for Technical Communicators
Thousands of people receive degrees in engineering every year. Ten years later, some of them will still be practicing engineering and designing computer chips, aerospace electronics, or automotive emissions systems. Others, however, will have used their engineering training as a pathway to careers in marketing, product/project management, corporate management, management consulting, engineering consulting, and more. These people have not forsaken engineering. Rather, they have built on their engineering training and experience, embracing related skills and gaining positions that allow them to exert more influence in their organizations, exercise more creativity, or have more choices for professional growth.
The same process frequently happens in technical communication. We are technical communicators who have become practitioners in human factors/ usability. Our own experience led us to think about our colleagues with similar experiences, and to sample what we can learn from them about how our profession is evolving.
This chapter provides findings from interviews we conducted with nine professionals in the computing industry, including brief case histories for six of them. Although all have their roots in technical communication, they have expanded their careers by adding a professional specialty such as usability, marketing, information architecture, or project or program management. Our interviewees have not stopped being technical communicators. Rather, they have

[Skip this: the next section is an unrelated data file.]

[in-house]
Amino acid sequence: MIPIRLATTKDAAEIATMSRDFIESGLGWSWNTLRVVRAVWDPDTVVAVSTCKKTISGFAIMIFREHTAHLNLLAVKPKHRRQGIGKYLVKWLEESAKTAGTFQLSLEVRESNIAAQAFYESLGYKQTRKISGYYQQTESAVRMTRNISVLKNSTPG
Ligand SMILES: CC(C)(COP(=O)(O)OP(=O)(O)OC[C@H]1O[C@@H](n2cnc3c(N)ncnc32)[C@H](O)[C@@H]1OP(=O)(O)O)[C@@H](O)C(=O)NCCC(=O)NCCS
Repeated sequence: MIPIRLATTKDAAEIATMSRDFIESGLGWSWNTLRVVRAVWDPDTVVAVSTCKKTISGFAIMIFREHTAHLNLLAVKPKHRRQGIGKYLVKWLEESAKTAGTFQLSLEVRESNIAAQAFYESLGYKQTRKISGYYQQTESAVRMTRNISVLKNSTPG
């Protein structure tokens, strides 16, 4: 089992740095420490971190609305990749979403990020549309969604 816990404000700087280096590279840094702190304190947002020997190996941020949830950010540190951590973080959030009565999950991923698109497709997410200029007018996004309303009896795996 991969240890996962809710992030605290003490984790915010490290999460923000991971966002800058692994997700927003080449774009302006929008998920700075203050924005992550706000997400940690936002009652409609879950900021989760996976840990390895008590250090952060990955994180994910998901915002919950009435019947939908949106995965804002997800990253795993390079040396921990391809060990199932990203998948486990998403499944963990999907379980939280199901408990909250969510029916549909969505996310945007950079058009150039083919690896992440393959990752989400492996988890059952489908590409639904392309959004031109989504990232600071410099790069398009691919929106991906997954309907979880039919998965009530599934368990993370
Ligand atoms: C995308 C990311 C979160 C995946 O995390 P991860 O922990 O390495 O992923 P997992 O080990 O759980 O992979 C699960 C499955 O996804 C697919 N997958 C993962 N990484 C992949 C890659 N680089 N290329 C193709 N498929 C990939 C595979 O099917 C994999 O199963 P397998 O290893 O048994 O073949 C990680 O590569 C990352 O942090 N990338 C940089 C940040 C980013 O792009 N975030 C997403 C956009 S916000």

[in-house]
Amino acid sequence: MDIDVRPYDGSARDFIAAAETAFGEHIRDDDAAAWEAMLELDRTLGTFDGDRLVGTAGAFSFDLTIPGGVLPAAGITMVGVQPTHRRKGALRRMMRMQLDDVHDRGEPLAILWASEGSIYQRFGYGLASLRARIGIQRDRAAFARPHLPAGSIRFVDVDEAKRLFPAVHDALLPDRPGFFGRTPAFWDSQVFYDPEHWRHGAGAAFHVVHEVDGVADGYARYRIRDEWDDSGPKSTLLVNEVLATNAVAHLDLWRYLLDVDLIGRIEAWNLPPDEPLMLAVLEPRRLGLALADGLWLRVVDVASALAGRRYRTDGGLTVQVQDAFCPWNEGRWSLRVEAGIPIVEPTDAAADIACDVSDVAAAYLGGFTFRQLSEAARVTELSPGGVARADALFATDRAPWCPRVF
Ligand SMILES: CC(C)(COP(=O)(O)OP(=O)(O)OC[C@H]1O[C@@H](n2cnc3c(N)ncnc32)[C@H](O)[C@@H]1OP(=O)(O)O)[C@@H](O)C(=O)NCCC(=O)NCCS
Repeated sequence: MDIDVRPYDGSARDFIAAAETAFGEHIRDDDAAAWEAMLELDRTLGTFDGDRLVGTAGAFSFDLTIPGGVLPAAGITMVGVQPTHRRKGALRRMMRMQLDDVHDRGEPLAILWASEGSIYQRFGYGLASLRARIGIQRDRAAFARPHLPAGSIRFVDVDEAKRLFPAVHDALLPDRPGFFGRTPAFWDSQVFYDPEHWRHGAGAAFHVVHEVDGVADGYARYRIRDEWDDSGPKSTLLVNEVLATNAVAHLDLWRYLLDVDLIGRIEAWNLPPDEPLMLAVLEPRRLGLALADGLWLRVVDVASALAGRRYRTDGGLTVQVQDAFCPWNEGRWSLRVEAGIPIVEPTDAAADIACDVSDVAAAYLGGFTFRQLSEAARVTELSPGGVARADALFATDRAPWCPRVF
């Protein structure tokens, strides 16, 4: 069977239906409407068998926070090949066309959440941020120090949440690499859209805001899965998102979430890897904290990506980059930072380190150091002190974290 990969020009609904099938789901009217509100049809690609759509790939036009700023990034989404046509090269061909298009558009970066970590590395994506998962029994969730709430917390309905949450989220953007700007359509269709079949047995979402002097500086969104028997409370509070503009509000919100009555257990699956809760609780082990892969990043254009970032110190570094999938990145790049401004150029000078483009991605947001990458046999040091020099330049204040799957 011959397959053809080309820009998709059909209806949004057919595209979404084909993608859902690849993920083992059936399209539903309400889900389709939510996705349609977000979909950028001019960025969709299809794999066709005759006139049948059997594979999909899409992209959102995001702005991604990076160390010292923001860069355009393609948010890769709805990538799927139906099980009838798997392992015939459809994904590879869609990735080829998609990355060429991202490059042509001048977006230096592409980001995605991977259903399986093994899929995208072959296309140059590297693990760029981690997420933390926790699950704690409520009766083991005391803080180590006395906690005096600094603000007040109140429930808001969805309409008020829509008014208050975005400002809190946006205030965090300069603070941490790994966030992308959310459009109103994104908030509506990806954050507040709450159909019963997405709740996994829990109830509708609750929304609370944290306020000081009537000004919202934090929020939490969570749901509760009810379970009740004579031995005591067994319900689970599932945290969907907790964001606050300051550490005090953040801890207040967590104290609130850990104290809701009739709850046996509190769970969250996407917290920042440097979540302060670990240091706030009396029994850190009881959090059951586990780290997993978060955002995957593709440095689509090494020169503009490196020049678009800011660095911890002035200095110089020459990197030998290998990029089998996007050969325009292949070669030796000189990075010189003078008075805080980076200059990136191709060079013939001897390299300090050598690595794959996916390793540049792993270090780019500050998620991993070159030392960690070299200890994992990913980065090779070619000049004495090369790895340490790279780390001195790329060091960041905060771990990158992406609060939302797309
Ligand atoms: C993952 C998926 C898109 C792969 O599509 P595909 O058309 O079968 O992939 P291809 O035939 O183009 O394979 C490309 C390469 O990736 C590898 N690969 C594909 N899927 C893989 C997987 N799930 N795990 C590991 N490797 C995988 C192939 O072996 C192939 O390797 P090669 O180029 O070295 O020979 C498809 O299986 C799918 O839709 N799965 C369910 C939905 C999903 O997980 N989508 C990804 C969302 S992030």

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Publication information: Book title: Reshaping Technical Communication: New Directions and Challenges for the 21st Century. Contributors: Barbara Mirel - Author. Publisher: Lawrence Erlbaum Associates. Place of publication: Mahwah, NJ. Publication year: 2002. Page number: 149.
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